Since I was 19 years old, fashion has played a major part of my life. I did a modelling course, took part in several fashion shows and photo shoots, and also participated in two contests to be Miss Portugal. Meanwhile, however, I was also always focused on my studies. At first I hid my fashion activities from everybody at university, afraid of being judged. I felt I had to prove to my (mostly male) professors that I was not only a pretty face. Then, a few years ago, a treatment I was receiving for cancer meant I lost my hair; it also effected the shape of my body. I overcame the cancer, and the best part of it is that I lost the fear of showing everybody who I really am. I was able to be open about what I do and love. Fashion and science: some might think, two opposite worlds that cannot mix.

These thoughts and experience encouraged me to make a video about myself and other female scientists to be shared with everybody but mostly with other women. I wish I could have included even more of these amazing female scientists in it, together with their inspiring stories.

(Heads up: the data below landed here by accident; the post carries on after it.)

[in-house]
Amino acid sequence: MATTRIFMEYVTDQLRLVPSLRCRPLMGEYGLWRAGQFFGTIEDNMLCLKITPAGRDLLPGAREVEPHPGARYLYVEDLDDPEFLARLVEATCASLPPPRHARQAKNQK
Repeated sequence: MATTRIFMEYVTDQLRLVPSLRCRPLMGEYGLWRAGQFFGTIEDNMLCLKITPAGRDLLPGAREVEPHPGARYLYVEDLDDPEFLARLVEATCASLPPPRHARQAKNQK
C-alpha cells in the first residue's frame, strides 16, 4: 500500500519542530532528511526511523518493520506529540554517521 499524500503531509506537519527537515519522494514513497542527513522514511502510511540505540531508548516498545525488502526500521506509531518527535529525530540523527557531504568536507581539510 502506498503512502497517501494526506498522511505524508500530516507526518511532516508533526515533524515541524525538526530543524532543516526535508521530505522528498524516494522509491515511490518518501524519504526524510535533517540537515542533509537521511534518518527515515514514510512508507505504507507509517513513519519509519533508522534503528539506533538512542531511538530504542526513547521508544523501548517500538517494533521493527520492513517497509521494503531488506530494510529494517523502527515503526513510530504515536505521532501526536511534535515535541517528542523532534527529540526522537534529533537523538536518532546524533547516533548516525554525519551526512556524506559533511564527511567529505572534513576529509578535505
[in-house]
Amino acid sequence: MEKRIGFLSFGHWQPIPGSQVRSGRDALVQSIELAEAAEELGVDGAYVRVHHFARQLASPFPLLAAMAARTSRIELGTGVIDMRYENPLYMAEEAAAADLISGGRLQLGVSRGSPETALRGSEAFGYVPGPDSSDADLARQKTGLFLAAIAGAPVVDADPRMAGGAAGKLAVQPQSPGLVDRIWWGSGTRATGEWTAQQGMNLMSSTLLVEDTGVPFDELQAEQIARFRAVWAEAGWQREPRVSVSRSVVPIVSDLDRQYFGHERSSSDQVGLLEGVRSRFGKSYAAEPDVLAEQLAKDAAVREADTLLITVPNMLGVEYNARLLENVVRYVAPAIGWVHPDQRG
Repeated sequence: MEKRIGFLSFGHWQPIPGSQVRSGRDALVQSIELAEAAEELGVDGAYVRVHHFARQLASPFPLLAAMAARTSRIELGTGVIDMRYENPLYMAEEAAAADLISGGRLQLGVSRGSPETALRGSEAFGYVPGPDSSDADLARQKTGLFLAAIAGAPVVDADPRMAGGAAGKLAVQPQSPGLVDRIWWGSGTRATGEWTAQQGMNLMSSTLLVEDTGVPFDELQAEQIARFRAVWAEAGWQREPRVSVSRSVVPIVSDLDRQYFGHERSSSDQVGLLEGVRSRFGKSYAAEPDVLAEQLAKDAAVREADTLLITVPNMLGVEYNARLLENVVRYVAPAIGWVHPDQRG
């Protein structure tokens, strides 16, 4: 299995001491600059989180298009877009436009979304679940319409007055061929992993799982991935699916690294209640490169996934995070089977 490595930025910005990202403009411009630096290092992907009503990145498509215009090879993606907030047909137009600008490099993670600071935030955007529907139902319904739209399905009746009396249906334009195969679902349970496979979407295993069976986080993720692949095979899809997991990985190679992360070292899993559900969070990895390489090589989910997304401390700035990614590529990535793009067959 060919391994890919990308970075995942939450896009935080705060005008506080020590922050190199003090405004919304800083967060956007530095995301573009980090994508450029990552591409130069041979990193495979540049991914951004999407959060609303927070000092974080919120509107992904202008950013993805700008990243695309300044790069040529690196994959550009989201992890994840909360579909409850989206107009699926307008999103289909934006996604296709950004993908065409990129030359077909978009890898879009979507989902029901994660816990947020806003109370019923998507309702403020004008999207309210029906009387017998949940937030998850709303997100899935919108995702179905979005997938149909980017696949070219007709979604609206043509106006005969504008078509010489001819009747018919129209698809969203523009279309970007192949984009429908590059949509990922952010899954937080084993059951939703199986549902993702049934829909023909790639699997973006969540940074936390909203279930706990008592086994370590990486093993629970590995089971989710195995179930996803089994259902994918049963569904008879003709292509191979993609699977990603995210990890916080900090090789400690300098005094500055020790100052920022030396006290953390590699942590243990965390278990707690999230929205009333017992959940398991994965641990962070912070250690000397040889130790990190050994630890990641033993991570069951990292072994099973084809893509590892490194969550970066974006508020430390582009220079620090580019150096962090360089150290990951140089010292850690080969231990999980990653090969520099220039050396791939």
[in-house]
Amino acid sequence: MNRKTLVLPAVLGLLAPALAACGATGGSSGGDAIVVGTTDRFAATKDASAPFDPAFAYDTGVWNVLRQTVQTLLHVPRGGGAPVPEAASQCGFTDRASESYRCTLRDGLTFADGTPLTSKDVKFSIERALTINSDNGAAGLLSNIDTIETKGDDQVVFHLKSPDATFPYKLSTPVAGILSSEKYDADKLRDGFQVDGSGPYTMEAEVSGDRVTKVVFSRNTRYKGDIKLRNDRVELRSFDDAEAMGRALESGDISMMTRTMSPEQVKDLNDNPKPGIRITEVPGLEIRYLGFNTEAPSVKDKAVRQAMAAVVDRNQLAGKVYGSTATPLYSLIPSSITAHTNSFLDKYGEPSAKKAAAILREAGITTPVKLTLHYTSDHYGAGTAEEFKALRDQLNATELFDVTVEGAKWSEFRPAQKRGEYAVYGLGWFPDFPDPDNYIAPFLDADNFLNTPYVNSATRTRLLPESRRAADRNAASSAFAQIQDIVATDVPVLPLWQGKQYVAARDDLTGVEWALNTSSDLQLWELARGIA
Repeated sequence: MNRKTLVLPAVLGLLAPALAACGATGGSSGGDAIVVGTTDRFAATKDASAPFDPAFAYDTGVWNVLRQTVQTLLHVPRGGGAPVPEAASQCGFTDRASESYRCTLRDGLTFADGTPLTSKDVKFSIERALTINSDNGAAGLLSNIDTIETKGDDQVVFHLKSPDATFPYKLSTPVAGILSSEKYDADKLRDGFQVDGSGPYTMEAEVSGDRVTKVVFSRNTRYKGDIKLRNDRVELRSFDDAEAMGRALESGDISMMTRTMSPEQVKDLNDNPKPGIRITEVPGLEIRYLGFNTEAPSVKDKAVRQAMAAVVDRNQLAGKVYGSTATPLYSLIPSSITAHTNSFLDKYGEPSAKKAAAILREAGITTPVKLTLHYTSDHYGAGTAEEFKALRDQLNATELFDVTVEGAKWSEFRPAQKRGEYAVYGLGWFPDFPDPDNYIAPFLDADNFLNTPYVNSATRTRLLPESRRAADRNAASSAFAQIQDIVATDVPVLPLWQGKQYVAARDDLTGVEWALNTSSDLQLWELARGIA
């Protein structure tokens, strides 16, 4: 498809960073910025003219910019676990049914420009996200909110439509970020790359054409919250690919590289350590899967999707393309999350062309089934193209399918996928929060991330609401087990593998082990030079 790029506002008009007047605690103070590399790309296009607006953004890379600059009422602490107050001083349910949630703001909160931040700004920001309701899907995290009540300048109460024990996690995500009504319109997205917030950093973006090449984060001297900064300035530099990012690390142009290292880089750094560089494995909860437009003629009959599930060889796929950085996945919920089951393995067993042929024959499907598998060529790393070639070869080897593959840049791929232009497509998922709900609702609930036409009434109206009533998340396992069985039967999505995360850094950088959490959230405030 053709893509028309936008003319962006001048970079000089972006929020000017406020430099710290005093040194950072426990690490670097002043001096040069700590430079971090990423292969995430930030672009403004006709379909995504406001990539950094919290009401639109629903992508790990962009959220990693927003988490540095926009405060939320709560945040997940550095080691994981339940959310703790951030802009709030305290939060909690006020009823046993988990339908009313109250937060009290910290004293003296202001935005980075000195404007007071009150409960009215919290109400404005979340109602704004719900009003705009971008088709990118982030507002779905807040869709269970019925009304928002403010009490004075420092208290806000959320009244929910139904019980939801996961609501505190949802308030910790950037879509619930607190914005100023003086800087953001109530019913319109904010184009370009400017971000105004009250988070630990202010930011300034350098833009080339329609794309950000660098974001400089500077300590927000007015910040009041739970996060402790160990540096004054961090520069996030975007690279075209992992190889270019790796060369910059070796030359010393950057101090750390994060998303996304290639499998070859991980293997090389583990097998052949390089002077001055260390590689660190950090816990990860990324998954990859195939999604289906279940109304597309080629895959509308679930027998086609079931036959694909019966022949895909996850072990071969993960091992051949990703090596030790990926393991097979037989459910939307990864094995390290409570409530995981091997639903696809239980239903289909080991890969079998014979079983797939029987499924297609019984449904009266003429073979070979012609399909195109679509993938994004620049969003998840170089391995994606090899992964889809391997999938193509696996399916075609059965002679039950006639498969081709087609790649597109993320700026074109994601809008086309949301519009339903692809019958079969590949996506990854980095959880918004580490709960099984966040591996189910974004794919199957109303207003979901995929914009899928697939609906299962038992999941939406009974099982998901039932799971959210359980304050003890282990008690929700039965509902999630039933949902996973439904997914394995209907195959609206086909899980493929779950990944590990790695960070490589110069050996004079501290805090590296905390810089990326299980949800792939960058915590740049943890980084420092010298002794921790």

I hope women outside science and especially female students can watch this video and see we are like any other women. Women in science can still have a life inside and outside the laboratory. It is possible to make hard work and dedication compatible with life and still have success in both. Science needs women. So, please, if you are one, believe in your career, be hopeful and pursue your dreams.

Women are not a minority in science any more but we are still under-represented at the highest levels. The reasons for this do not seem to be related to performance but mostly to psychological barriers, peer pressure or even feelings of self-doubt: it is important to develop our self-esteem. The guidelines of this year’s United Nations International Day of Women and Girls in Science on the topic “Gender, Science and Sustainable Development: The Impact of Media” highlight the importance of raising the profile of women in science by supporting and inspiring each other.